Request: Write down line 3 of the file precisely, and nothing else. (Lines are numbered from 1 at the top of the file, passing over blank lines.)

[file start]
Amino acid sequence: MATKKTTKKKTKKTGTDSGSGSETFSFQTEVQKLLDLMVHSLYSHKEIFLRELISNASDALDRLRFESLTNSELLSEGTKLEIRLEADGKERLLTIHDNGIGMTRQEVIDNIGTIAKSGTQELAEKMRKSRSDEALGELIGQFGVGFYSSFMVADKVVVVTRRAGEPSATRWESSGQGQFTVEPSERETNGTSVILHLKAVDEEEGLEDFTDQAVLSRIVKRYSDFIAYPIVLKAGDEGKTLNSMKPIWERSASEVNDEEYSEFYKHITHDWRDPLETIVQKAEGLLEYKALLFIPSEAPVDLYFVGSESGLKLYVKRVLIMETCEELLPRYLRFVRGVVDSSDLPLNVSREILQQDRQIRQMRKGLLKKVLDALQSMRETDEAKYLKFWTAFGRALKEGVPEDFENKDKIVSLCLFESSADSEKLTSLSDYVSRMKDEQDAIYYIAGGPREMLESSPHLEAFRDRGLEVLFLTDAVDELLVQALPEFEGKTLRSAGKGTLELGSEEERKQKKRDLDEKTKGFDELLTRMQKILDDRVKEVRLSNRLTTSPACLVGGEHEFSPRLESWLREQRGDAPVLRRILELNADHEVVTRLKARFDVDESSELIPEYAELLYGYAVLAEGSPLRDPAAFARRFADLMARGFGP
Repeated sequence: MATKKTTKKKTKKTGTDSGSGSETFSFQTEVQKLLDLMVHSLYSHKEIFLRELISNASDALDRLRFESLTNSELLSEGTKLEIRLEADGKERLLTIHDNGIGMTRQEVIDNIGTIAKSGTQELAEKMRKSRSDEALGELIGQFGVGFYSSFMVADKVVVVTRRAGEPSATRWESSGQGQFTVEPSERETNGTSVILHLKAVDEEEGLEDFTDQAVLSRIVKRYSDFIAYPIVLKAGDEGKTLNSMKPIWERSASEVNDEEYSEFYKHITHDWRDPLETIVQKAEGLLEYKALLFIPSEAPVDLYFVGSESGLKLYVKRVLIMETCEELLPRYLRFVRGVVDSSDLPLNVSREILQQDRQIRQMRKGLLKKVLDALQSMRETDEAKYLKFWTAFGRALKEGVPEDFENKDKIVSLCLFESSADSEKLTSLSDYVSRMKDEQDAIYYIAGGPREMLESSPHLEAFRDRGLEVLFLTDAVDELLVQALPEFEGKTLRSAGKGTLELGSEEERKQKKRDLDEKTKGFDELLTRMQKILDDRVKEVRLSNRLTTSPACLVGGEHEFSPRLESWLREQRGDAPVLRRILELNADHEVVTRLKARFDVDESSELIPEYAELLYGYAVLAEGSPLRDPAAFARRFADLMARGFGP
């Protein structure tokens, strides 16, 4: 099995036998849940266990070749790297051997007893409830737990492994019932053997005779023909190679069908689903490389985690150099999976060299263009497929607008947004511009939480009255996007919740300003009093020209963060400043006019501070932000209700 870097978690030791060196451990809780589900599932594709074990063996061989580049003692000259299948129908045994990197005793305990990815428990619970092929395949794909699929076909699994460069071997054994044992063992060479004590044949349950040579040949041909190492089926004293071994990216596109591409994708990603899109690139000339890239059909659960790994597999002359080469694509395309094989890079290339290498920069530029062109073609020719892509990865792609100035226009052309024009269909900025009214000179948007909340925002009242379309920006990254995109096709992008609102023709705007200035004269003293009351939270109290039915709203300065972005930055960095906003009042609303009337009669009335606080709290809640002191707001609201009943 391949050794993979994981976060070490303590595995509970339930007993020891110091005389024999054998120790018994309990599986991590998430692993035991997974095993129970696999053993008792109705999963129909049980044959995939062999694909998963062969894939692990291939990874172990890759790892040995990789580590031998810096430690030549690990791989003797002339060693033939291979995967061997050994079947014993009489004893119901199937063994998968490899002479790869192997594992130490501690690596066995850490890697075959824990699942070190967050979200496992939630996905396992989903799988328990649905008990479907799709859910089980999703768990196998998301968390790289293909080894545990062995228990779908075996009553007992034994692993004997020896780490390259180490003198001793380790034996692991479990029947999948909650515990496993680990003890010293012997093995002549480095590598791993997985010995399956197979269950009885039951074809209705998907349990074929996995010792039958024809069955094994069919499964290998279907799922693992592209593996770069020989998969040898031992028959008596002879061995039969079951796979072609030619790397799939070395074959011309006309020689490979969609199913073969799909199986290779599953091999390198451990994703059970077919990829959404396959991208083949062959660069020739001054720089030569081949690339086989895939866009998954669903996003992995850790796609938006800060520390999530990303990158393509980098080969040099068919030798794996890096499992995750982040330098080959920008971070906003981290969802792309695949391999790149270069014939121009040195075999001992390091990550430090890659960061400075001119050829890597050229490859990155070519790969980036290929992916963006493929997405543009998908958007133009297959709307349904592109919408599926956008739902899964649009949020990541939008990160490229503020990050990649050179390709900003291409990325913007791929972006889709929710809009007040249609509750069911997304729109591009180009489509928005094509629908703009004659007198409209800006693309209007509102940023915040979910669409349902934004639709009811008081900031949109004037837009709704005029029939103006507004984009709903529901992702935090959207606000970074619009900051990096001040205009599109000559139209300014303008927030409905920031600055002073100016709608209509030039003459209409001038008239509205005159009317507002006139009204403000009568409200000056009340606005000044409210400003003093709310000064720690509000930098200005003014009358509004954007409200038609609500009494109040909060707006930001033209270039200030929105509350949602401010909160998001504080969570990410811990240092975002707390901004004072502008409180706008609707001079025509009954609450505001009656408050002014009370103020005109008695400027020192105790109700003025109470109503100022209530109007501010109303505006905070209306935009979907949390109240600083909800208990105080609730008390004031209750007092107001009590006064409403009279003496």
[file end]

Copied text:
């Protein structure tokens, strides 16, 4: 099995036998849940266990070749790297051997007893409830737990492994019932053997005779023909190679069908689903490389985690150099999976060299263009497929607008947004511009939480009255996007919740300003009093020209963060400043006019501070932000209700 870097978690030791060196451990809780589900599932594709074990063996061989580049003692000259299948129908045994990197005793305990990815428990619970092929395949794909699929076909699994460069071997054994044992063992060479004590044949349950040579040949041909190492089926004293071994990216596109591409994708990603899109690139000339890239059909659960790994597999002359080469694509395309094989890079290339290498920069530029062109073609020719892509990865792609100035226009052309024009269909900025009214000179948007909340925002009242379309920006990254995109096709992008609102023709705007200035004269003293009351939270109290039915709203300065972005930055960095906003009042609303009337009669009335606080709290809640002191707001609201009943 391949050794993979994981976060070490303590595995509970339930007993020891110091005389024999054998120790018994309990599986991590998430692993035991997974095993129970696999053993008792109705999963129909049980044959995939062999694909998963062969894939692990291939990874172990890759790892040995990789580590031998810096430690030549690990791989003797002339060693033939291979995967061997050994079947014993009489004893119901199937063994998968490899002479790869192997594992130490501690690596066995850490890697075959824990699942070190967050979200496992939630996905396992989903799988328990649905008990479907799709859910089980999703768990196998998301968390790289293909080894545990062995228990779908075996009553007992034994692993004997020896780490390259180490003198001793380790034996692991479990029947999948909650515990496993680990003890010293012997093995002549480095590598791993997985010995399956197979269950009885039951074809209705998907349990074929996995010792039958024809069955094994069919499964290998279907799922693992592209593996770069020989998969040898031992028959008596002879061995039969079951796979072609030619790397799939070395074959011309006309020689490979969609199913073969799909199986290779599953091999390198451990994703059970077919990829959404396959991208083949062959660069020739001054720089030569081949690339086989895939866009998954669903996003992995850790796609938006800060520390999530990303990158393509980098080969040099068919030798794996890096499992995750982040330098080959920008971070906003981290969802792309695949391999790149270069014939121009040195075999001992390091990550430090890659960061400075001119050829890597050229490859990155070519790969980036290929992916963006493929997405543009998908958007133009297959709307349904592109919408599926956008739902899964649009949020990541939008990160490229503020990050990649050179390709900003291409990325913007791929972006889709929710809009007040249609509750069911997304729109591009180009489509928005094509629908703009004659007198409209800006693309209007509102940023915040979910669409349902934004639709009811008081900031949109004037837009709704005029029939103006507004984009709903529901992702935090959207606000970074619009900051990096001040205009599109000559139209300014303008927030409905920031600055002073100016709608209509030039003459209409001038008239509205005159009317507002006139009204403000009568409200000056009340606005000044409210400003003093709310000064720690509000930098200005003014009358509004954007409200038609609500009494109040909060707006930001033209270039200030929105509350949602401010909160998001504080969570990410811990240092975002707390901004004072502008409180706008609707001079025509009954609450505001009656408050002014009370103020005109008695400027020192105790109700003025109470109503100022209530109007501010109303505006905070209306935009979907949390109240600083909800208990105080609730008390004031209750007092107001009590006064409403009279003496």